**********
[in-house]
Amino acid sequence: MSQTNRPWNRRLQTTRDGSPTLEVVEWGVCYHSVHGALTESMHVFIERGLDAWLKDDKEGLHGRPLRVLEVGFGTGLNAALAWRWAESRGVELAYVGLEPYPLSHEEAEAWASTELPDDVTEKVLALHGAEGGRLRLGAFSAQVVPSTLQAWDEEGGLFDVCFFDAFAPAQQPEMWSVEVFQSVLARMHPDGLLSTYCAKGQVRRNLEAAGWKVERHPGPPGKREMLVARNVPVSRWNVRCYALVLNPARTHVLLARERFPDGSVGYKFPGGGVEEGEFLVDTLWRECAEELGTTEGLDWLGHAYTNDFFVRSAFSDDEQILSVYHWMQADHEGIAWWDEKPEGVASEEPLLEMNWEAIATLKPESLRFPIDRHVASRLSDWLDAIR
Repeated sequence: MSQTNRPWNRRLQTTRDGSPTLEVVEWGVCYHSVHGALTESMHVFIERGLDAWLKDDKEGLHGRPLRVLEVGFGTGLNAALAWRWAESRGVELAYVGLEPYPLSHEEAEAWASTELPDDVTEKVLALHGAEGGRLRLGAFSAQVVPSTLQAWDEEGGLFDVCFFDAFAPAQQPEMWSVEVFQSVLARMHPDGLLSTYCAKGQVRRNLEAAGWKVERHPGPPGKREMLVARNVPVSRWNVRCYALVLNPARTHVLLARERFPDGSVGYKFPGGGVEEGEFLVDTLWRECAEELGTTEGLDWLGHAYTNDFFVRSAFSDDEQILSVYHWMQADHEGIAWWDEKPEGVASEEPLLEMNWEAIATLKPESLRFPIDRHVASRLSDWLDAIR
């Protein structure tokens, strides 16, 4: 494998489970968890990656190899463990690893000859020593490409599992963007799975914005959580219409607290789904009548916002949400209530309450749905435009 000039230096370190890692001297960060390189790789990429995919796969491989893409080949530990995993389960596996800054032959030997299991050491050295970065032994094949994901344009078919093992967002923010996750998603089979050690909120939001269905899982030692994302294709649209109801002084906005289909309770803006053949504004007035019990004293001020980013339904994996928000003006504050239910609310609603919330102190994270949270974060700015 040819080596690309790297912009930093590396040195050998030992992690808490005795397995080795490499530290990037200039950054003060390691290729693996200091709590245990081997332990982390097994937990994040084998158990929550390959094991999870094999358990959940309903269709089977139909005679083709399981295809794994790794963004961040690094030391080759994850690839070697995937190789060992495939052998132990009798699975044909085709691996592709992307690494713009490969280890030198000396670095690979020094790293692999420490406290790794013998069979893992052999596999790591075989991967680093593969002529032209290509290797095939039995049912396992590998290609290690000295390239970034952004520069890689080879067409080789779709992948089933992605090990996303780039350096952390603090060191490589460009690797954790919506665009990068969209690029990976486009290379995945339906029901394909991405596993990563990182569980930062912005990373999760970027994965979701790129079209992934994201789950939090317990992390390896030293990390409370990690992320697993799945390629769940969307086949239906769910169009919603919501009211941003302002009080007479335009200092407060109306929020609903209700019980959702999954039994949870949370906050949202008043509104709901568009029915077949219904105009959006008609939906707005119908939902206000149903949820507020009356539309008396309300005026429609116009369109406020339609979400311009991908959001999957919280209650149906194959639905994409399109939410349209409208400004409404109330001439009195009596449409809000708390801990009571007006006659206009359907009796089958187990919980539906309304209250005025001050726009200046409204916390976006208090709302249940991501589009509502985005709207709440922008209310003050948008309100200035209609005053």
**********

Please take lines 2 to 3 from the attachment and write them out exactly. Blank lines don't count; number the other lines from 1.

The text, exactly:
Amino acid sequence: MSQTNRPWNRRLQTTRDGSPTLEVVEWGVCYHSVHGALTESMHVFIERGLDAWLKDDKEGLHGRPLRVLEVGFGTGLNAALAWRWAESRGVELAYVGLEPYPLSHEEAEAWASTELPDDVTEKVLALHGAEGGRLRLGAFSAQVVPSTLQAWDEEGGLFDVCFFDAFAPAQQPEMWSVEVFQSVLARMHPDGLLSTYCAKGQVRRNLEAAGWKVERHPGPPGKREMLVARNVPVSRWNVRCYALVLNPARTHVLLARERFPDGSVGYKFPGGGVEEGEFLVDTLWRECAEELGTTEGLDWLGHAYTNDFFVRSAFSDDEQILSVYHWMQADHEGIAWWDEKPEGVASEEPLLEMNWEAIATLKPESLRFPIDRHVASRLSDWLDAIR
Repeated sequence: MSQTNRPWNRRLQTTRDGSPTLEVVEWGVCYHSVHGALTESMHVFIERGLDAWLKDDKEGLHGRPLRVLEVGFGTGLNAALAWRWAESRGVELAYVGLEPYPLSHEEAEAWASTELPDDVTEKVLALHGAEGGRLRLGAFSAQVVPSTLQAWDEEGGLFDVCFFDAFAPAQQPEMWSVEVFQSVLARMHPDGLLSTYCAKGQVRRNLEAAGWKVERHPGPPGKREMLVARNVPVSRWNVRCYALVLNPARTHVLLARERFPDGSVGYKFPGGGVEEGEFLVDTLWRECAEELGTTEGLDWLGHAYTNDFFVRSAFSDDEQILSVYHWMQADHEGIAWWDEKPEGVASEEPLLEMNWEAIATLKPESLRFPIDRHVASRLSDWLDAIR